The Gonzales County Jail Museum on Friday, May 26, added a new item to its exhibits that has ties to a historic outlaw.
The museum will open a special exhibit of outlaw-turned-attorney John Wesley Hardin. Museum Director Sandra Wolff said even though Hardin was never held in this particular jail, he did open a law practice in Gonzales and defended people incarcerated in the jail.
Wolff said this story is an example of other stories, especially “young men who grew up and catered to their manhood after the Civil War.”
“John Wesley saw firsthand some of the things that the authorities that were put in place to tell the southerners they lost the war. There was some violence and I think it really affected him and he began to hate the authorities that were here. And so, that kind of led to what we all commonly say his outlaw career,” Wolff said.
Wolff pointed out that there are two sides of Hardin’s history — one being his good friends who took care of his two children.
Those good friends would be Fred and Henrietta Duderstadt, who took care of Hardin’s wife and three children while he was serving in prison.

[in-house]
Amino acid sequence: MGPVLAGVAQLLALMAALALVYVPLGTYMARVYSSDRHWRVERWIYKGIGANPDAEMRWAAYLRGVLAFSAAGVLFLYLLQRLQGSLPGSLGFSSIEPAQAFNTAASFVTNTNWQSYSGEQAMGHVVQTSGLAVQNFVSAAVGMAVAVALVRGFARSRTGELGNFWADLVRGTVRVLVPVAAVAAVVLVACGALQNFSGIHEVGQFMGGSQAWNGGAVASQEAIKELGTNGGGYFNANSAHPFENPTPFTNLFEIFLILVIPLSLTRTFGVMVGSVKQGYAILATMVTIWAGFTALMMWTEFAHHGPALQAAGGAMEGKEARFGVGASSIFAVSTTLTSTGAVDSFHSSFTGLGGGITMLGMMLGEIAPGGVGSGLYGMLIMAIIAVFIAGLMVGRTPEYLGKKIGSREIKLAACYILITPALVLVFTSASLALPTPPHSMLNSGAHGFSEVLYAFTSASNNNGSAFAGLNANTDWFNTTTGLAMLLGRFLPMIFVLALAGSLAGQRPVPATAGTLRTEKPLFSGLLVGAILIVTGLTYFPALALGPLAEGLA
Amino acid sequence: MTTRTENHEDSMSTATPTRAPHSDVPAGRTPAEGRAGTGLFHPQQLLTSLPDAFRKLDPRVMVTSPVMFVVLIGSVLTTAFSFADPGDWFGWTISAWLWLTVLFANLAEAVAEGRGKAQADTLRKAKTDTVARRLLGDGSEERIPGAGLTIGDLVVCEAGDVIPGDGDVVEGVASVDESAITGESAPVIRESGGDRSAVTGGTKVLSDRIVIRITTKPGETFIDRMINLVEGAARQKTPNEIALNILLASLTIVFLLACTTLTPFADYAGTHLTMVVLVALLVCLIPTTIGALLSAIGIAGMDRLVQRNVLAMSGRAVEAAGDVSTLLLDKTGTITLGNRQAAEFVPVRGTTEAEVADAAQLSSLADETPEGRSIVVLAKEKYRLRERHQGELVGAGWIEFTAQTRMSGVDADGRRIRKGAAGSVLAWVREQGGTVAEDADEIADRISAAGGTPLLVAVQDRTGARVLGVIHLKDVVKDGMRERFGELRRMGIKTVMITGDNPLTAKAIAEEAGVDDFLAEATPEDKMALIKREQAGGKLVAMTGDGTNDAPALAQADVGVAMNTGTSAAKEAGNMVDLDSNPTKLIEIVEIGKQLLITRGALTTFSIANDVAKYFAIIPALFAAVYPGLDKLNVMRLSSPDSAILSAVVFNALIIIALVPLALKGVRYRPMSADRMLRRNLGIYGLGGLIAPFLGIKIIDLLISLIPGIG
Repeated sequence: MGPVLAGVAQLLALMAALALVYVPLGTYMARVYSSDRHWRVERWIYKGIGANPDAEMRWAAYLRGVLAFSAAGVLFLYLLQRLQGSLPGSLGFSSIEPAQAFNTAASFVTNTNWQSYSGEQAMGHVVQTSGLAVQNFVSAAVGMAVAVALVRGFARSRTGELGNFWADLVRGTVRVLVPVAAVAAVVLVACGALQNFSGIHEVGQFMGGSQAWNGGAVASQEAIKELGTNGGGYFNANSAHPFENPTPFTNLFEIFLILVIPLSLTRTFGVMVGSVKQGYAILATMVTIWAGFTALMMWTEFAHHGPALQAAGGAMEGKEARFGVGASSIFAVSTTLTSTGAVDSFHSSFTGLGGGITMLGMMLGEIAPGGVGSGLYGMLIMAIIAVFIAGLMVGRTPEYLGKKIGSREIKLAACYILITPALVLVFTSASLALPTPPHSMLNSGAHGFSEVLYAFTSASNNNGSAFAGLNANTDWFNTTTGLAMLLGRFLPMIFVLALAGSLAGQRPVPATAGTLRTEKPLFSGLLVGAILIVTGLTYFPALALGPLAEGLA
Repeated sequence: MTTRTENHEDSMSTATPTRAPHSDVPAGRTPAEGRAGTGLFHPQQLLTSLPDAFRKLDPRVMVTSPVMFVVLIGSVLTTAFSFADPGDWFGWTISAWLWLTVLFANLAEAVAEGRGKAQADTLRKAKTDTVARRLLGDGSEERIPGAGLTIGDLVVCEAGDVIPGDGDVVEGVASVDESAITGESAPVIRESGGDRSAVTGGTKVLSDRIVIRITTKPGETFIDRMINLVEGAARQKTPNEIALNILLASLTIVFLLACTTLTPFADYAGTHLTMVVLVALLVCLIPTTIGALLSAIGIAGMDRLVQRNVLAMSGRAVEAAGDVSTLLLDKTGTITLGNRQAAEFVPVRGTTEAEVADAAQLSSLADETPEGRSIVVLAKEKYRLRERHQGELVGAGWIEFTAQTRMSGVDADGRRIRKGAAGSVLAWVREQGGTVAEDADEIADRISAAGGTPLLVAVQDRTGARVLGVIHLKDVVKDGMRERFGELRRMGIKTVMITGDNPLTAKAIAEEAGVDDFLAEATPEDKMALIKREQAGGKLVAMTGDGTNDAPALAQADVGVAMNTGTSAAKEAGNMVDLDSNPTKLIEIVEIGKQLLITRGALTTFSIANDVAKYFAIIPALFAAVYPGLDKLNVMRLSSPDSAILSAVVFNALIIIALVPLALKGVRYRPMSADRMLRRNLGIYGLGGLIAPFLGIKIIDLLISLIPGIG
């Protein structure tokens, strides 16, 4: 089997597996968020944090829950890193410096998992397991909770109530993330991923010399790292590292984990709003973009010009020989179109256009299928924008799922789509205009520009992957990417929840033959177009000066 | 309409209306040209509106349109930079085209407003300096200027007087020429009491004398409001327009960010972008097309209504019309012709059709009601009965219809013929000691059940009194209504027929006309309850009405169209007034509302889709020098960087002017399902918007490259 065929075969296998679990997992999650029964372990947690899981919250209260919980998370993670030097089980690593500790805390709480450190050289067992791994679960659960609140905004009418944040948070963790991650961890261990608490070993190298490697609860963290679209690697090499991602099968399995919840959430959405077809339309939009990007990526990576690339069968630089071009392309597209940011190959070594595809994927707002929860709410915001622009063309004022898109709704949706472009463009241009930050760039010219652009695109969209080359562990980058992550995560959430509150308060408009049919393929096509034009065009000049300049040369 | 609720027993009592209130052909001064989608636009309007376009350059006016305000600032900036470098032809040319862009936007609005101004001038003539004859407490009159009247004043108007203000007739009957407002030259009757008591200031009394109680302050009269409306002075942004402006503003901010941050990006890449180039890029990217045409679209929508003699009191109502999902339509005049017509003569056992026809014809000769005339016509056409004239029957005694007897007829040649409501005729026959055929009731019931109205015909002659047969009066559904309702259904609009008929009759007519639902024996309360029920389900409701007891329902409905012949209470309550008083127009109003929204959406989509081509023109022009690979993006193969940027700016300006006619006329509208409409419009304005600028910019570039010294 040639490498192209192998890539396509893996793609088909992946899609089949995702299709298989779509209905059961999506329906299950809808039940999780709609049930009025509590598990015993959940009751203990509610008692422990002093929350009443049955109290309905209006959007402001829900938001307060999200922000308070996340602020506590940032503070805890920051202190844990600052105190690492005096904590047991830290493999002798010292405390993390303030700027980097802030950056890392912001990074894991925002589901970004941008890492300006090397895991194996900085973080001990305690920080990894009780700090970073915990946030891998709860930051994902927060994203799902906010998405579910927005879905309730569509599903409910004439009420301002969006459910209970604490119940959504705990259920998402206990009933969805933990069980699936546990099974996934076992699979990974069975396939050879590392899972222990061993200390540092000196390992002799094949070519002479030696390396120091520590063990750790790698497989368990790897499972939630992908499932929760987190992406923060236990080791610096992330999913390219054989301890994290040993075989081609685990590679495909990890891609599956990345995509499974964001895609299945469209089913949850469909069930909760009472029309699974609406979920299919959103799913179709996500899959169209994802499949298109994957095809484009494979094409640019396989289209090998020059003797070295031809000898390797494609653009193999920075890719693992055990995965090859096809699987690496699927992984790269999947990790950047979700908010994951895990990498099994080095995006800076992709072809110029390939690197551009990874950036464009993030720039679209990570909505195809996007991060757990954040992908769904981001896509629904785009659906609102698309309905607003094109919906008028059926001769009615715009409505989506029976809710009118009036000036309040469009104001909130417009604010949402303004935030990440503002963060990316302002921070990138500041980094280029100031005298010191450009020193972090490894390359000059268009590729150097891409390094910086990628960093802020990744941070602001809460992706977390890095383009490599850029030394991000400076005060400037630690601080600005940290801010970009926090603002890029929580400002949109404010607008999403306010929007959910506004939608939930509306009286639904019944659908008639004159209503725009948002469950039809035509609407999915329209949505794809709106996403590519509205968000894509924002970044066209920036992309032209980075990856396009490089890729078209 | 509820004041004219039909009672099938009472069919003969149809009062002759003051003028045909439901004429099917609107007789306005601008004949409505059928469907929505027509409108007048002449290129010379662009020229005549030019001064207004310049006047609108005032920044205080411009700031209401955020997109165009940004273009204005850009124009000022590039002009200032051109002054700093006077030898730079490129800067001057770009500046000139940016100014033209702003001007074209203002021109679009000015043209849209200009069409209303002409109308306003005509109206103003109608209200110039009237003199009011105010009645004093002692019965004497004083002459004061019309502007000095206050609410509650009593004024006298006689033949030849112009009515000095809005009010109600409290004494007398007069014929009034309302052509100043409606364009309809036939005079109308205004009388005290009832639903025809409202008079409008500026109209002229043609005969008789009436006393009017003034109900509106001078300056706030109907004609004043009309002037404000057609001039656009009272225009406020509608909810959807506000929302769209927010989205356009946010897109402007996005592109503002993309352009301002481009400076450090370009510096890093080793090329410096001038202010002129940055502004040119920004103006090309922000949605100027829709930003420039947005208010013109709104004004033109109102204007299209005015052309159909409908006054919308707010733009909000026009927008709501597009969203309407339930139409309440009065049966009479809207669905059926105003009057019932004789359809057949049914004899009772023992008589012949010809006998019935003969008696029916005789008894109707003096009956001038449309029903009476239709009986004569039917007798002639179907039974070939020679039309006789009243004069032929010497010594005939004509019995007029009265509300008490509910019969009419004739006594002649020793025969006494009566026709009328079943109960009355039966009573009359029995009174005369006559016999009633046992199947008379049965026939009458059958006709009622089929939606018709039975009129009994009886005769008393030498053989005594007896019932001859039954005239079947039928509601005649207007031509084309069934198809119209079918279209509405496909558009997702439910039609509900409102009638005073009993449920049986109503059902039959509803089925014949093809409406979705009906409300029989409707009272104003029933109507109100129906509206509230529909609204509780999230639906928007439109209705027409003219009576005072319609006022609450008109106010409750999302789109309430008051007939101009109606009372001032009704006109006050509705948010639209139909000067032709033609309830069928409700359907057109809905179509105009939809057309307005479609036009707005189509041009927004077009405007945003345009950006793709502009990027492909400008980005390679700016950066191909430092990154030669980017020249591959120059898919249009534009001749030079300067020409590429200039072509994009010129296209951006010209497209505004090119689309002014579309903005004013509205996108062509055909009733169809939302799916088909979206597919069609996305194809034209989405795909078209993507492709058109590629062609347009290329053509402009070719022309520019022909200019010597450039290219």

When Hardin’s wife passed away, the Duderstadt family would adopt the three children as their own.
Wolff said during that time, there were always some good people around to take care of other people, especially children and wives who had no way to make a living.
Jump to the present: the Duderstadt family took part in the ceremony to tell both sides of Hardin’s history and the placement of their lost and found family bible.
The bible went missing for many years and was discovered in 2015. Janell Duderstadt, great-great-great daughter of Fred and Henrietta, said she received a Facebook message with a picture of the bible with her great-great-great grandparents’ names on it.
The bible was returned to the family and is now on display at the jail museum.